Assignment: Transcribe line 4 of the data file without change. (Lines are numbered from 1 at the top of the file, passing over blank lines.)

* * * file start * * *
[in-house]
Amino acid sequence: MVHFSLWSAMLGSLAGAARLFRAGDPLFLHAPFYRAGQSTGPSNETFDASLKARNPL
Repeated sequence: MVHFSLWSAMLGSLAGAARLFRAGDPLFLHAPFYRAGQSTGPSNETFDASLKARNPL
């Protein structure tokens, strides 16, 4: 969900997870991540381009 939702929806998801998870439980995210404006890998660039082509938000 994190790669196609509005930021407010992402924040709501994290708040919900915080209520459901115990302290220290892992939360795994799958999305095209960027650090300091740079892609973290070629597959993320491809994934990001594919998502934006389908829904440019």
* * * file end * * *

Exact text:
């Protein structure tokens, strides 16, 4: 969900997870991540381009 939702929806998801998870439980995210404006890998660039082509938000 994190790669196609509005930021407010992402924040709501994290708040919900915080209520459901115990302290220290892992939360795994799958999305095209960027650090300091740079892609973290070629597959993320491809994934990001594919998502934006389908829904440019």